Robert Smith, Founder, Chairman and CEO of Vista Equity Partners, said the biggest error women make in their private equity careers is opting out.
Smith, who spoke Monday evening at Columbia Business School, said women who want PE careers need to “lean in, lean in.”
Smith told peHUB he understood to “some degree” why some women opt out. Private equity, he said, is a “phenomenal career and a phenomenal opportunity …There are ways to make it work for your career. If you want to have children there are ways to make that work for you. But if you get out too soon you won’t have that chance.”
[contextly_sidebar id=”3dfdGaznmXMW5JK6996HiJYxBjr78ijL”]His comments came on the sidelines of the Columbia event, “A New Model for Private Equity: Build & Lead, not Slash & Burn: How Private Equity Companies Can Sustainably Add Value Through Effective Management, Workforce Diversity, and Job Creation.” The panel also featured Kristin Nimsger, CEO of MicroEdge (a former Vista portfolio company) and Angela Lee, Founder of 37 Angels.
Vista Equity, a technology-focused PE firm, receives roughly 500,000 applications each year from candidates who want to work at the firm’s portfolio companies, Smith said. Vista tests fewer than 200,000 of those and roughly 10,000 get hired, he said.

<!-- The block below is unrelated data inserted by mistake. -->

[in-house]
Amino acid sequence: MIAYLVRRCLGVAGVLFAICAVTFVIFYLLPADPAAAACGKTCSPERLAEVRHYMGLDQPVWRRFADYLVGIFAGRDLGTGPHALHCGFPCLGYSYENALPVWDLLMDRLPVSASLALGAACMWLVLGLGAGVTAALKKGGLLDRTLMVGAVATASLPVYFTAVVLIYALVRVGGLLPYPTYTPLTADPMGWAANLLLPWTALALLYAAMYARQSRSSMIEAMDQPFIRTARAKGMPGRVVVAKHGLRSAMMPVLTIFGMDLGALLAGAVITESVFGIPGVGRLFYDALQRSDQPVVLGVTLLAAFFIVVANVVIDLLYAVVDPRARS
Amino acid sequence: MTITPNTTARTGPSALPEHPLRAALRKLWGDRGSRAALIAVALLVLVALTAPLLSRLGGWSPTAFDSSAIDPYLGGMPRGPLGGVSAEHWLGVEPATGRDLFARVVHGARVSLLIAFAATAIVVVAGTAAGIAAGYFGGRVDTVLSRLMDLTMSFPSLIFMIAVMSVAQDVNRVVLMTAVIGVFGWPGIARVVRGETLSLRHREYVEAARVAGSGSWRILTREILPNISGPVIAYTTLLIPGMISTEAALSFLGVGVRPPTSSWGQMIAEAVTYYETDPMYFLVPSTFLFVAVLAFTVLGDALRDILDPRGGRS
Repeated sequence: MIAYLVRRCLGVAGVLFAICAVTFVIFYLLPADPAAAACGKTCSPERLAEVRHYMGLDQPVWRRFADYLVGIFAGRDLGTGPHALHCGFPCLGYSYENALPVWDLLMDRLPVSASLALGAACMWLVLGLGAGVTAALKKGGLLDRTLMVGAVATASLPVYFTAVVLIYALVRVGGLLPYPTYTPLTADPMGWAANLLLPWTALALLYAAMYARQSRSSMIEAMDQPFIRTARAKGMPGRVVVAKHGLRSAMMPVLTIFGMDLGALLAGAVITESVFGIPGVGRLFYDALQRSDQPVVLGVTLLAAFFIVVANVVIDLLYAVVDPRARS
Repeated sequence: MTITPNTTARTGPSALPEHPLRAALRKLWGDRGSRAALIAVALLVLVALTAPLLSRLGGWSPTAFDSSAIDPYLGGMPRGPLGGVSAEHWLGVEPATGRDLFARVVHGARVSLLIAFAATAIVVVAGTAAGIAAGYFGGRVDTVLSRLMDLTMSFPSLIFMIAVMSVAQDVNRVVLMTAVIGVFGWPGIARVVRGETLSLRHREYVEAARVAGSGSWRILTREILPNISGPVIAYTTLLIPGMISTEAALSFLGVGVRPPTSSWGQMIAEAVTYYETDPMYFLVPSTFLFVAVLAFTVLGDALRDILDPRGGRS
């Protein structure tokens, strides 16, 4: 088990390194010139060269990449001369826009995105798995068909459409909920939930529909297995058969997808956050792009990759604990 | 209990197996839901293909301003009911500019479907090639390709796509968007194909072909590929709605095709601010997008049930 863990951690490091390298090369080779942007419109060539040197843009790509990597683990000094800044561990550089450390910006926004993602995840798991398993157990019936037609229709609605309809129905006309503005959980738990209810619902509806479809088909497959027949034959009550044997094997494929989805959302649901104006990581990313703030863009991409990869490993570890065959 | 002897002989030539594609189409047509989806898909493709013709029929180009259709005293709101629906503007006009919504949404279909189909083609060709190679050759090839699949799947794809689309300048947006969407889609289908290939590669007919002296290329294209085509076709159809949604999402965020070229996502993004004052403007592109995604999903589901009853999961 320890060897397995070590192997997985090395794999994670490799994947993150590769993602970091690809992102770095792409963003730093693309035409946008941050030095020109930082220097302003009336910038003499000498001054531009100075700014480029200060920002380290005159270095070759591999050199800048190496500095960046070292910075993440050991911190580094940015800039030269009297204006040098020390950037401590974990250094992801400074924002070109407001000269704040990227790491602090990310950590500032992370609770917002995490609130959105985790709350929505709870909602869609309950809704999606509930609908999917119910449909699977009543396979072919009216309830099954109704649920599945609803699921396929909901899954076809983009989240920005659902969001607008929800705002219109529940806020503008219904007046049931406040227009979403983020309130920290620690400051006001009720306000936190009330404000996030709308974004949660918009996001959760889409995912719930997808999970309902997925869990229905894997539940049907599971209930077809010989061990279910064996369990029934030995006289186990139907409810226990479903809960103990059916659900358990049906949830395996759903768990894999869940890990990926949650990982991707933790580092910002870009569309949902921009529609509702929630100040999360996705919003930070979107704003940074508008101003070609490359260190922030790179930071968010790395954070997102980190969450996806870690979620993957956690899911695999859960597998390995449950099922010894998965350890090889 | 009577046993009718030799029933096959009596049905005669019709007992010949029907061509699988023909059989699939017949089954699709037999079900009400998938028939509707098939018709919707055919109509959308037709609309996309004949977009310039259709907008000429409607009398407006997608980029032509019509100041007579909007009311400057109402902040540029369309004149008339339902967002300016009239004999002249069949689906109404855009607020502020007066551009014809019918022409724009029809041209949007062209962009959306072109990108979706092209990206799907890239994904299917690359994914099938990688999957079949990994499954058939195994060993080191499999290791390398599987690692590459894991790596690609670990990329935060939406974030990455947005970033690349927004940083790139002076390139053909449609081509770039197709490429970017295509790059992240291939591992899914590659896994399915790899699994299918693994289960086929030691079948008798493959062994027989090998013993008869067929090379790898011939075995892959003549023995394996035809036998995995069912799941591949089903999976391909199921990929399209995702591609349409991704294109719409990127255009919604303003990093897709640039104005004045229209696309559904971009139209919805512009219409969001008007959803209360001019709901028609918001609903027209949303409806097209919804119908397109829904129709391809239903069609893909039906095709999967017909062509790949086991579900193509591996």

“I’m in the intellectual property business,” Smith said during the panel. “I don’t care what you look like. If you get in that top quartile … those are people I want to hire.”
While Smith believes women need to stay in PE, he also emphasized that private equity is a “hard” business that is highly competitive. “Understand this is not a place necessarily where work life balance is going to be rolling off of everybody’s tongue. It isn’t. Understand that’s the market. If you want to move in that business that’s what your life will be for a long time,” he said.
Smith also mentioned that “every now and then” a senior Vista executive will have a personal issue. “We try to solve it, we try to do what we can,” he said. “Sometimes they have to opt out. That’s the nature of this business.”
Smith said he is “sensitive” to disparities in the industry and makes Vista a meritocracy. He noted that Betty Hung, who worked with him at Goldman Sachs, was recently promoted to principal at Vista.
“You improve your rank in Vista by getting work done,” he said.
When asked what was the biggest error applicants to Vista make, Smith, who graduated from Columbia Business School in 1994, said it was not doing their homework. He said he understands when candidates who have backgrounds in engineering or are English majors do not have a grasp of Vista’s focus. “But for B-school students who haven’t done their homework in understanding how Vista is different from Blackstone, KKR or TPG and the way we approach the market, that is the biggest error.”
A degree from business school also isn’t required to work at Vista, Smith said. Brian Sheth, Vista’s co-founder and president, has a bachelor’s degree from the Wharton School of the University of Pennsylvania. Jamie Ford, Vista COO, also has a bachelor’s from Amherst College. “A bunch of my team never went to B-School,” Smith said.
Photo courtesy of Luisa Beltran